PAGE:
Oil Spills have an impact on Marine Animals

“What is an oil Spill?” An oil spill is a release of a liquid petroleum hydrocarbon into the environment due to human activities and is a form of pollution. Oil spills normally refer to the marine environment when oil is released from tankers, offshore platforms, drilling rigs and wells. “What effect do oil spills have?” First of all, oil is a fire hazard. Even if the oil is lying on the water it can catch fire and create air pollution causing respiratory distress. Secondly, oil spills have a negative effect on coastal birds and marine mammals because the oil penetrates the feathers and fur, thus reducing their insulating capabilities making the animals more vulnerable to temperature changes. Thirdly, the oil can contaminate drinking water and fish species that are consumed by humans and wildlife.
The environmental impact that oil has had on marine animals (especially birds) has been catastrophic for some species. Marine animals that rely on scent to find their babies or mothers after being separated will no longer be able to do so because the strong smell of oil masks their natural scents. This can result in mothers rejecting or abandoning their babies which will in turn, starve to death. Oil spills impact birds in several ways. For example their ability to fly is reduced which prevents them foraging and escaping from predators. Additionally, oiled birds ingest the oil on their feathers while they are pruning, causing fatal damage to their liver and kidneys.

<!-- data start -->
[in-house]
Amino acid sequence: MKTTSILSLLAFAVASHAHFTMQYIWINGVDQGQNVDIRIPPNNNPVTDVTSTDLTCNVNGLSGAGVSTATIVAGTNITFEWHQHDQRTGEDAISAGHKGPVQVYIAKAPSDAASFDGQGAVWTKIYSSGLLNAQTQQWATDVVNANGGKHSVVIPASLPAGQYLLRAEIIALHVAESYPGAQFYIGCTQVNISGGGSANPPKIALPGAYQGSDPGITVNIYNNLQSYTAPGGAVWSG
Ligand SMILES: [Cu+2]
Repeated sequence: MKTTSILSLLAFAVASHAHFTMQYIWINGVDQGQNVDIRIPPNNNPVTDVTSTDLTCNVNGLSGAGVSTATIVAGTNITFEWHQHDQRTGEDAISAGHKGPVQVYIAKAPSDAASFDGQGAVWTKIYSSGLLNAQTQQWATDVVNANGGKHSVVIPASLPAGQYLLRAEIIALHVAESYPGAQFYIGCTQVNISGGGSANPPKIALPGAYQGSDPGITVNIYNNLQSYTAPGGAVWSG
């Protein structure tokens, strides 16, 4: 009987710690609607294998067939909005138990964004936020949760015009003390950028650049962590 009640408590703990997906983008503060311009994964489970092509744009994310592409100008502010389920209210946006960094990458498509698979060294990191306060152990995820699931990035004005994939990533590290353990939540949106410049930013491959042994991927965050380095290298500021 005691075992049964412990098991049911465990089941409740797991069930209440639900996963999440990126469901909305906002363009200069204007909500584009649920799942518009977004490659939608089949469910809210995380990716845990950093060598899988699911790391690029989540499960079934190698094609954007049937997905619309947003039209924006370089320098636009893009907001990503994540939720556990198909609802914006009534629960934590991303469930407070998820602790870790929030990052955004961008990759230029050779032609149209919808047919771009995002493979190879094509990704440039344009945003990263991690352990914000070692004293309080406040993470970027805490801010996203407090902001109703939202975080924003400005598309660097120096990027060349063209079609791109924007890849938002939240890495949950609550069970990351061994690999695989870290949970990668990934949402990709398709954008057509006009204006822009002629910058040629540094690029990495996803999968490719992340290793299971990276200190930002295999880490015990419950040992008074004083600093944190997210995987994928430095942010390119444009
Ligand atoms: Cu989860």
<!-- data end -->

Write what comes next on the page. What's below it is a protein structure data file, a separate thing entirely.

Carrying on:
The successful cleanup after an oil spill depends on many factors, e.g. what type of oil it is, the temperature of the water and the type of beach or shoreline it is. Some of the methods used to clean up an oil spill are Bioremediation (use of biological agents to break down or remove oil), controlled burning, dredging, solidifying (changing liquid to semi-solid that floats on the water) and beach raking (coagulated oil on the beach can be picked up).
The first large oil spill that affected the South African coastline was when the MV Apollo Sea sank near Cape Town in June 1994. The oil leaking from the vessel caused a major environmental disaster and killed thousands of seabirds like the endangered. African Penguin. Over 10,000 penguins were collected and cleaned and of those approximately 5,000 survived. In June 2000 when the MV Treasure ran aground it created another problem for the African Penguins. The oil from MV Treasure spread towards Robben Island (the largest colony) and Dassen Island (the third largest colony) colonies of African Penguins. The MV Treasure oil spill is classified as South Africa’s worst environmental disaster where over 20,000 penguins were oiled and over 2,000 died. The amount of work needed to help the penguins was enormous because volunteers caught oiled penguins to clean and non-oiled penguins to prevent them from getting oiled. 90% of the oiled penguins were released into the wild again, but because they had been on the main land 27% of those released have died annually from avian malaria. In 2013 a ship ran aground in Goukamma Nature Reserve outside of Knysna. It was a minor spill and only 227 birds were affected and 95% of them were successfully rehabilitated.

Article written by Ocean Blue Adventures.

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